Obviously, there's a lot more to be said about this: it's a live issue in philosophy with a lot of ink being spilled on both sides. It may be possible to generate an artificial intelligence that does operate on a semantic level. But how could we tell? It's output would be identical to one that only operates on a syntactic level. But then how do we know that other people -- friends, family, strangers -- are operating on a semantic level? This is the problem of other minds, which has also caused a lot of ink to be spilled.

Monday, July 20, 2020

Zeno's Dichotomy

Zeno was a pre-Socratic philosopher and a disciple of Parmenides. They both argued that the real world isn't at all like we experience it, and Zeno argued this by presenting a series of paradoxes alleging to show that the concept of (for example) plurality led to absurdities and so there must only be one thing that exists. Many of his arguments tried to show that motion was impossible, such as the Paradox of the Arrow and Achilles and the Tortoise. But my favorite one along these lines is his Dichotomy. Take someone who runs really fast like Atalanta, a figure from Greek mythology who was so fast she ended up as a hood ornament for the Studebaker.

So Atalanta decides to run forward, say 16 meters. But obviously, before she can run 16 meters, she has to run half that distance, 8 meters. But before she runs 8 meters, she has to run half of that, 4 meters. But before that she has to run 2 meters, 1 meter, 1/2 meter, etc. The upshot is that she can never run any distance. Even if we start by saying she tries to move a Planck length forward (about 10-35 meters), she first has to move half that distance, and half that, etc. So motion is impossible and since it seems that we and everything else moves, the world is an illusion. Roughly, the argument is:

1) Any finite distance can be divided infinitely.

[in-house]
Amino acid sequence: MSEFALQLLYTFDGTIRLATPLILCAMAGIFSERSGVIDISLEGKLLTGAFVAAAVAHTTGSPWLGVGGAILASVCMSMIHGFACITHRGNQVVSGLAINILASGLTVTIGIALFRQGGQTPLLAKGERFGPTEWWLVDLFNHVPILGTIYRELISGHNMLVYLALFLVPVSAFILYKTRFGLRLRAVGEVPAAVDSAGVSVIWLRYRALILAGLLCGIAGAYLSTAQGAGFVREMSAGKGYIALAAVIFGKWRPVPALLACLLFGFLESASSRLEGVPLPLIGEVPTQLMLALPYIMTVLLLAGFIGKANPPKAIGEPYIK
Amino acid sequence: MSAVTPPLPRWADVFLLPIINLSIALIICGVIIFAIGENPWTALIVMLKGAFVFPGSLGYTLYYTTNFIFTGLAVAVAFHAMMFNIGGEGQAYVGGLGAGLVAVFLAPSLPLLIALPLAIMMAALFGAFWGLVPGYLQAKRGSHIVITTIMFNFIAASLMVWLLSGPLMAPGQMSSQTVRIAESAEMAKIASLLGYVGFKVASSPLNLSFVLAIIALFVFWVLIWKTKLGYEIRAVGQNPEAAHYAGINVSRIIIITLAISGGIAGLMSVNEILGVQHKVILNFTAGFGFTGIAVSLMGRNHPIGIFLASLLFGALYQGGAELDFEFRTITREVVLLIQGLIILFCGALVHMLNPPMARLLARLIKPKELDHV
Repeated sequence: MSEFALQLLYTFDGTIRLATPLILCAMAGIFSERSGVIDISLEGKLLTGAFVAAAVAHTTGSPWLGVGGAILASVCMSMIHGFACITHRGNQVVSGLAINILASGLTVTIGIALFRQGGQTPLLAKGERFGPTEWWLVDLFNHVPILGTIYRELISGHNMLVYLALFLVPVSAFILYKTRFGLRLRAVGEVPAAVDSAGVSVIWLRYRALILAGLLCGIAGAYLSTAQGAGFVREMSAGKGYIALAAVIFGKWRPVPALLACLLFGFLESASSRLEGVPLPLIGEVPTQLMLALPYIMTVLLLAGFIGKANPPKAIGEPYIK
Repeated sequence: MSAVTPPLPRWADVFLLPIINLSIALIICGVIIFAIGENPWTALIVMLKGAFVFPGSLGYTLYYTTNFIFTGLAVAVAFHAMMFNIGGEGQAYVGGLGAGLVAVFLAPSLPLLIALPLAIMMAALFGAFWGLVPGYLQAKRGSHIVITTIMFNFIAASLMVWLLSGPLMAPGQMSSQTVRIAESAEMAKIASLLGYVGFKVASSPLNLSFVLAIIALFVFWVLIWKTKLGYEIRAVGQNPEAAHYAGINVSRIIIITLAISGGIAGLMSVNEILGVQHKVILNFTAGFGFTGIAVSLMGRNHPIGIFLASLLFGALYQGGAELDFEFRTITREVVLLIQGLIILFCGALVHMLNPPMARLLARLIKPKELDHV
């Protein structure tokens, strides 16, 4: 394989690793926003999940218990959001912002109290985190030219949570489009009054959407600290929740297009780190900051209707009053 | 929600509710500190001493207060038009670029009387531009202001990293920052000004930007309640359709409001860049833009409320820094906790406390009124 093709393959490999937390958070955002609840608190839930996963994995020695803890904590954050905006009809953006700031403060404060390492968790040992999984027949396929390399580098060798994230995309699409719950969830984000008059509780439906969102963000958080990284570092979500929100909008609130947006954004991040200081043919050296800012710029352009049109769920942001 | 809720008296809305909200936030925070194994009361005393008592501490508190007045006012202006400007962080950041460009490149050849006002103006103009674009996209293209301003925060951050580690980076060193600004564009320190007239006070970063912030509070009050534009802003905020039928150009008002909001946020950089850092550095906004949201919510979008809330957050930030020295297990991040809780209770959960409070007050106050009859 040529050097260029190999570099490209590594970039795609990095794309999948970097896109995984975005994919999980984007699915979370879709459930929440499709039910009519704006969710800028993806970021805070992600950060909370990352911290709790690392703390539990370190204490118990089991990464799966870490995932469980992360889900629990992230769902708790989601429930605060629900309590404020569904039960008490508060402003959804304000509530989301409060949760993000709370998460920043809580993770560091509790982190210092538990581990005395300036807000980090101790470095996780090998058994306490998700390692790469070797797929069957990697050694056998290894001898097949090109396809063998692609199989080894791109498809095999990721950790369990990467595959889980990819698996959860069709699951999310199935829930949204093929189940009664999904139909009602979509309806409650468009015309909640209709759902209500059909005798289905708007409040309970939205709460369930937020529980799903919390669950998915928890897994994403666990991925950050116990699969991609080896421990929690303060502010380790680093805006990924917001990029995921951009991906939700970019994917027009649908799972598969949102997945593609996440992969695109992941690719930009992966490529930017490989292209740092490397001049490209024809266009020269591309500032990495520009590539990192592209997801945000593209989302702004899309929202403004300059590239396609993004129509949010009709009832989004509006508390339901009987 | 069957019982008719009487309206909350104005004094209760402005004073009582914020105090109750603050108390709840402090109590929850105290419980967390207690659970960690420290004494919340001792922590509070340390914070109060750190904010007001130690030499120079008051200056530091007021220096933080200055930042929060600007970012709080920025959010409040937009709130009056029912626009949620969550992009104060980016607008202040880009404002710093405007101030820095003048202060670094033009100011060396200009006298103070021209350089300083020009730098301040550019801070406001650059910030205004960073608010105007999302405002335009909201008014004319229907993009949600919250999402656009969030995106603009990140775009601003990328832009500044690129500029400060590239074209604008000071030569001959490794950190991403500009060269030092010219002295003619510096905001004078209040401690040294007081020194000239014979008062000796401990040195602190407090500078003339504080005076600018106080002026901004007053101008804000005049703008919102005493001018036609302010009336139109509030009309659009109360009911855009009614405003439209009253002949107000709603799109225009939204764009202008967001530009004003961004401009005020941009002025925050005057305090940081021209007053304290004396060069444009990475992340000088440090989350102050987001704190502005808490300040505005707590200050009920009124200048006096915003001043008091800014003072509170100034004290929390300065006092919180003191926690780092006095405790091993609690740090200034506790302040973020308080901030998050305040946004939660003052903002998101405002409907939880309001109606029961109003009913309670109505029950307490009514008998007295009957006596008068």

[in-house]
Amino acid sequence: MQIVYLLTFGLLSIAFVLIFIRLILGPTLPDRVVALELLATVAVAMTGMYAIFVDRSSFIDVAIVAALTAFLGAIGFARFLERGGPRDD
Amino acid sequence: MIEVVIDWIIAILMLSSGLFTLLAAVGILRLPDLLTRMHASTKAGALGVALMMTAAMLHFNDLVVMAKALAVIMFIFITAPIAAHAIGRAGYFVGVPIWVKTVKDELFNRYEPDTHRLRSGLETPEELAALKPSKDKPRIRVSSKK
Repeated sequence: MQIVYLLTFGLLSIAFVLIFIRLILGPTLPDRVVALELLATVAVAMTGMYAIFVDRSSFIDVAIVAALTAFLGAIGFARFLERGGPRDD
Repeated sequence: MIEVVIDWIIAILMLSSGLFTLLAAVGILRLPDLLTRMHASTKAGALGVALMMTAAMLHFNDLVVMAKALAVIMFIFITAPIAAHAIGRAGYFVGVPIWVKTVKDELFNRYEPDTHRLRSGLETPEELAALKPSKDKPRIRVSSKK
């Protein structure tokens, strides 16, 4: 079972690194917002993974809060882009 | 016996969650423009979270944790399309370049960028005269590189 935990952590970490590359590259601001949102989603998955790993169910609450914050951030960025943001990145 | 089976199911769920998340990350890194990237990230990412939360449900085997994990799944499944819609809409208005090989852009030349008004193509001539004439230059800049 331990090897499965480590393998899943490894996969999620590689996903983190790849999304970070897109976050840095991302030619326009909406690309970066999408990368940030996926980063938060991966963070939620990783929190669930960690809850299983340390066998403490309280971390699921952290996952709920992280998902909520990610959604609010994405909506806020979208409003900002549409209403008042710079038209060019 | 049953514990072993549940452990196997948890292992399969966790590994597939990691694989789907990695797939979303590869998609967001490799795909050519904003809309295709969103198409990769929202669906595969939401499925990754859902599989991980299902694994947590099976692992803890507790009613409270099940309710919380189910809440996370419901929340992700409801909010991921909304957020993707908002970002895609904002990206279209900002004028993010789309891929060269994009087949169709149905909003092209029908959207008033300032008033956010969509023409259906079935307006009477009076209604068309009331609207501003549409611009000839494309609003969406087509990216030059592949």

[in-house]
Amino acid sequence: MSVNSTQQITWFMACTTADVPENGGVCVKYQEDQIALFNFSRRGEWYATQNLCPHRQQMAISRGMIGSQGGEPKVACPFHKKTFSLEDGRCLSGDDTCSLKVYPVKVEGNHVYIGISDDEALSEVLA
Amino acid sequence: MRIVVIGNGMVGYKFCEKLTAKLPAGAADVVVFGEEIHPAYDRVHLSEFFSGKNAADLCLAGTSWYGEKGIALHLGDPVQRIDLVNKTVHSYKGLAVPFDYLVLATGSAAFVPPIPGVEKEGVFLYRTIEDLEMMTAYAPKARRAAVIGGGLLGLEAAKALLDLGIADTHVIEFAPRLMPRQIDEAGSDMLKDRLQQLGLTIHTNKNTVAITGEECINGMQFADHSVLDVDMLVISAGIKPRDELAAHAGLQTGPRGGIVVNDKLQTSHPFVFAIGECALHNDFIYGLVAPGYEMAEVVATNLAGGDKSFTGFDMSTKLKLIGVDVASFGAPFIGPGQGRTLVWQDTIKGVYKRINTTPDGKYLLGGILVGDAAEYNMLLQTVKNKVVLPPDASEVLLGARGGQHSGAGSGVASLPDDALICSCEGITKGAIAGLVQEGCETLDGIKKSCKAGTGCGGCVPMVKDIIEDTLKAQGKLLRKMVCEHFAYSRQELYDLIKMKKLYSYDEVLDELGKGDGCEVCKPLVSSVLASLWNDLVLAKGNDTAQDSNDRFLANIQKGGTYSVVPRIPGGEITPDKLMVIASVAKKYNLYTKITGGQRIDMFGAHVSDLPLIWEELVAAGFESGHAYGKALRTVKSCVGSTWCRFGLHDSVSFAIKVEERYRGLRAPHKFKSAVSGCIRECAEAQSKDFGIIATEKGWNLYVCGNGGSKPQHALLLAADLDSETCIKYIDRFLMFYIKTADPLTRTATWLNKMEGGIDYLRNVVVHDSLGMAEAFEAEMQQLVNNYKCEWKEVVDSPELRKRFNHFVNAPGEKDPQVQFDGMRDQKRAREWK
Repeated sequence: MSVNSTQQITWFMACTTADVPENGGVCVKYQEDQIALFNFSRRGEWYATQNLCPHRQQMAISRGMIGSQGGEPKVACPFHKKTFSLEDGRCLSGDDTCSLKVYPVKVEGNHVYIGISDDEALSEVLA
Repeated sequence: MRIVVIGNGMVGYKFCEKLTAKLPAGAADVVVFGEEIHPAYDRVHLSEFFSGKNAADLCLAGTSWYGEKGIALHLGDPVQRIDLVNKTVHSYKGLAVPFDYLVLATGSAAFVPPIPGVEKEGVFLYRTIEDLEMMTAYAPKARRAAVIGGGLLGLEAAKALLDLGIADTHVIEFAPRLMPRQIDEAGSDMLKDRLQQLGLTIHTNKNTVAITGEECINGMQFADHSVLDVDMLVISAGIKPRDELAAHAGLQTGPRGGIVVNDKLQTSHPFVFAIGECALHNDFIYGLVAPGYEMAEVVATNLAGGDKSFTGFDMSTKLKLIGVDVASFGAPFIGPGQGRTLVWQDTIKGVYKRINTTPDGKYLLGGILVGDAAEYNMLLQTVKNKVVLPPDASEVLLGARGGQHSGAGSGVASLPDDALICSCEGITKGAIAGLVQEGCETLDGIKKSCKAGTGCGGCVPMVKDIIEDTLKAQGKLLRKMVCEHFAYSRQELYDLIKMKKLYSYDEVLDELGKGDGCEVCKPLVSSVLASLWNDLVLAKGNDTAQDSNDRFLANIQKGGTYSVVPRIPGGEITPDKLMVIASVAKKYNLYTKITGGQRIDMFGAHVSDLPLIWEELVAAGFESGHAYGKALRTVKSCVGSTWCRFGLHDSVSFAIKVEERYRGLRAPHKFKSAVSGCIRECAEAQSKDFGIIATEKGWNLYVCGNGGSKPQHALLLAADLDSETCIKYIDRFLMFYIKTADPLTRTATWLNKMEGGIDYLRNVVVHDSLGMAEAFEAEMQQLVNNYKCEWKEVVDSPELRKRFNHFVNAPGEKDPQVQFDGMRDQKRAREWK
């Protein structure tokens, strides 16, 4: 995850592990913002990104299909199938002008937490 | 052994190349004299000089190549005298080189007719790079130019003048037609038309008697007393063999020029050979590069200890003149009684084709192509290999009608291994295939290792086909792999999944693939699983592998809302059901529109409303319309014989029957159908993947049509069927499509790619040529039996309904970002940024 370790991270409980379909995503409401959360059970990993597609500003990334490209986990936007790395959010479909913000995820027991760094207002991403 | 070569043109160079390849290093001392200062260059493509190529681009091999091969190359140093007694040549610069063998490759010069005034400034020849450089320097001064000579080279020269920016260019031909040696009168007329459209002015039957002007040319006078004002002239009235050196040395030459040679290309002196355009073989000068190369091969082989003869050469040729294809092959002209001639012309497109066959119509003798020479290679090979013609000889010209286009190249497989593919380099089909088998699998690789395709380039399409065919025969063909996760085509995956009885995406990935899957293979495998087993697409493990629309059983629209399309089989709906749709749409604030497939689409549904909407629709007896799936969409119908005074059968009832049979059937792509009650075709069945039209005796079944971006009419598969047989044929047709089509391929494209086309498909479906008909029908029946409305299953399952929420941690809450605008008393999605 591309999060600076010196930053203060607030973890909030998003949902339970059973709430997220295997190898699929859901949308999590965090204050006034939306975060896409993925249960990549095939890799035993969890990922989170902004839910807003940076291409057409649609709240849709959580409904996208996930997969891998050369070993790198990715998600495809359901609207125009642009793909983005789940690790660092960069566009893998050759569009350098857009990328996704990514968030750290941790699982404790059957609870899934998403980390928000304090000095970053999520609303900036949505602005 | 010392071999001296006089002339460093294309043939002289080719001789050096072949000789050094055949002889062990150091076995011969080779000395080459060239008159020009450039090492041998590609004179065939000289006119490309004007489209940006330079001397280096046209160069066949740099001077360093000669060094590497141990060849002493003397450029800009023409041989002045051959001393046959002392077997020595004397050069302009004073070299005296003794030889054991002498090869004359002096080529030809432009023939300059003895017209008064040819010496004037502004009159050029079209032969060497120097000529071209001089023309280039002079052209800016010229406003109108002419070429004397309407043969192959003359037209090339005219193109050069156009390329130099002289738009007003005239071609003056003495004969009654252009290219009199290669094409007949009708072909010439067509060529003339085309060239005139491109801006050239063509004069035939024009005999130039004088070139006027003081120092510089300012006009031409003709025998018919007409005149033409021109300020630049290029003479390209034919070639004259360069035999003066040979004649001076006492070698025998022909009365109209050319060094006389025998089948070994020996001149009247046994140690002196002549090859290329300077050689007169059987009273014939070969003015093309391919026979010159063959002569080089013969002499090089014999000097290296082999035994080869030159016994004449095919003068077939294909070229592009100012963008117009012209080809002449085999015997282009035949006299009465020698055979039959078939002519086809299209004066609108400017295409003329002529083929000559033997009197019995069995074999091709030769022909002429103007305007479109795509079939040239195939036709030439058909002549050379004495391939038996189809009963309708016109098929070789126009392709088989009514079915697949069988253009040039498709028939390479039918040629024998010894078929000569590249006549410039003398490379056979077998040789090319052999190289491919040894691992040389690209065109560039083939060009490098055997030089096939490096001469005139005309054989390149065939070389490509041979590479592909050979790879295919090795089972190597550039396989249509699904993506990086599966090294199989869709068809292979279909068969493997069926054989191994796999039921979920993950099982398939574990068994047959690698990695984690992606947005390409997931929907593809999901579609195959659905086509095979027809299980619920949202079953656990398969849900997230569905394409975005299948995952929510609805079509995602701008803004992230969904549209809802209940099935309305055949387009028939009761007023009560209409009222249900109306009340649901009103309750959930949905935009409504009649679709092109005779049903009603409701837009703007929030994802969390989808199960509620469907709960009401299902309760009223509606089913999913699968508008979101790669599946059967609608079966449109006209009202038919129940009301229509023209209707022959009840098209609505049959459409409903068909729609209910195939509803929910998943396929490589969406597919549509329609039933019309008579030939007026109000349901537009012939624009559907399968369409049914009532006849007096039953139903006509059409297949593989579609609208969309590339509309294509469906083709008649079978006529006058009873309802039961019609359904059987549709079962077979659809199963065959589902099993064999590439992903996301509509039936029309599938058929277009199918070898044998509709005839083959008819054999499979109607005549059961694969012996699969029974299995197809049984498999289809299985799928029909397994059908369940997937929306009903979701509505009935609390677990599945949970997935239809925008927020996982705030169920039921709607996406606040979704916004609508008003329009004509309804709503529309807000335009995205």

2) An infinite cannot be traversed.
3) Therefore, no finite distance can be traversed.

Then along came Aristotle. He pointed out that we can use "infinite" in two different ways, as a potential amount or an actual amount. A potential infinite is an amount increasing towards infinity as a limit but never actually reaching it. That's what we symbolize with the sideways eight, ∞. At any given point, a potential infinite is a finite amount. An actual infinite, on the other hand, is not increasing towards infinity, it's achieved it. In contemporary set theory this is symbolized by aleph-null: ℵ0. And an actual infinite amount cannot be traversed.

Now, any finite distance can be potentially divisible infinitely. But you never actually reach an "infinitieth" of the distance. So Zeno's Dichotomy, and his other paradoxes of motion, are trading on moving back and forth between the two types of infinite. This wasn't dishonest on Zeno's part, no one had made this distinction before Aristotle. In light of this distinction, though, Zeno's argument becomes:

4) Any finite distance can be potentially infinitely divided.
5) An actual infinite cannot be traversed.
6) Therefore, no finite distance can be traversed.

And this is obviously fallacious. Specifically, it commits the fallacy of the undistributed middle, where the middle term (infinity in this case) has two different definitions.

In the 19th century, Georg Cantor developed set theory which really messes with everything about infinity. So any detailed discussion of this issue has to be filtered through set theory. Nevertheless, it's still pretty interesting, no?

Sunday, July 19, 2020

Long time, no blog

Several months ago I started checking out imgur on a regular basis, and then I created an account. Pretty soon I wrote some posts about philosophy (and other things). But with the political situation right now it's just become a bunch of people throwing around their hatred left and right. I sometimes commented on this, but I found myself becoming tempted to troll. And then I had an epiphany: why the heck was I writing posts about philosophy on imgur when I have a blog? So I'll just start posting some of the things I posted over there, with alterations as I see fit. Maybe that'll kickstart things back up.

Update (30 July): I just realized there was a backlog of comments that I never saw. Like, going back a year and a half. So if you left one and were wondering why it hadn't been posted, it's because I'm a lazy spud, and they're now in place.